Submit your research to be considered for a poster session at the October conference in Prague – and apply for a grant
Imagine trading ideas with some of the world’s top minds in the field of artificial intelligence and machine learning.
Top AI experts are gathering in Prague in October to discuss the biggest issues related to AI – and students and researchers are invited to submit their work. Students may also apply for funding to cover their travel and accommodation costs.
The international conference CyberSec & AI Prague will examine how advances in AI are transforming cybersecurity. Avast and the Czech Technical University are bringing together top researchers and academics to share their vision and debate the possibilities of tomorrow’s digital landscape.
The conference will highlight the work and ideas of researchers from Czech Technical University, Stanford University, New York University, the University of Toronto, and other top universities around the world. Avast’s new Chief Technology Officer Michal Pechoucek will speak, as will the company’s head of AI, Rajarshi Gupta.
Students and professors attending the conference will join this impressive group of experts by presenting their own ideas and research on posters exhibited to attendees. Up to 15 of the best works will be presented on posters at the conference. Find out more about submitting your work here.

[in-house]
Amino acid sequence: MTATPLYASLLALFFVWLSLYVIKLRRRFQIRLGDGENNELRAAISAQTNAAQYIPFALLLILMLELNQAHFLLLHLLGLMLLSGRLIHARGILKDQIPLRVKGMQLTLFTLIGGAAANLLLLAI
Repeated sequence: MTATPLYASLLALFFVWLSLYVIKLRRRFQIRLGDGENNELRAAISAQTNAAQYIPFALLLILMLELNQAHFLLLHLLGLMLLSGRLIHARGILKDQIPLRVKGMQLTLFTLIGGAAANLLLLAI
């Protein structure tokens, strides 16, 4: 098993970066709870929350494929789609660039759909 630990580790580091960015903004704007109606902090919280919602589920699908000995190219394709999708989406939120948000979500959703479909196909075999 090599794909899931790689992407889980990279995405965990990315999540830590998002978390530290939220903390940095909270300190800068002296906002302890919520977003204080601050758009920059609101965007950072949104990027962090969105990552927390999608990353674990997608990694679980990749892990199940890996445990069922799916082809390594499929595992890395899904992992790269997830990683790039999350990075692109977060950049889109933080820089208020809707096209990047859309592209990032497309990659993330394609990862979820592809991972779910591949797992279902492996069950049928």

Topics for submissions include:
CyberSec & AI Prague will take place in the heart of one of Europe’s most beautiful cities. Prague’s unique blend of history, culture and architecture make it one of the world’s most beloved travel destinations. Capital of the Czech Republic, the “City of a Hundred Spires” has been recognized by UNESCO as a World Heritage Site.
Prague's Charles Bridge at dawn. Photo by Jeff Elder, Avast
Avast collects a stream of potential false detections to which we need to react swiftly. To do this, we have a dedicated pipeline which processes the reported binaries and automatically decides whether or not a reported binary is clean.
Avast researchers use a general feature-blind learning framework for fast detection of novel malware based on diverse data sources.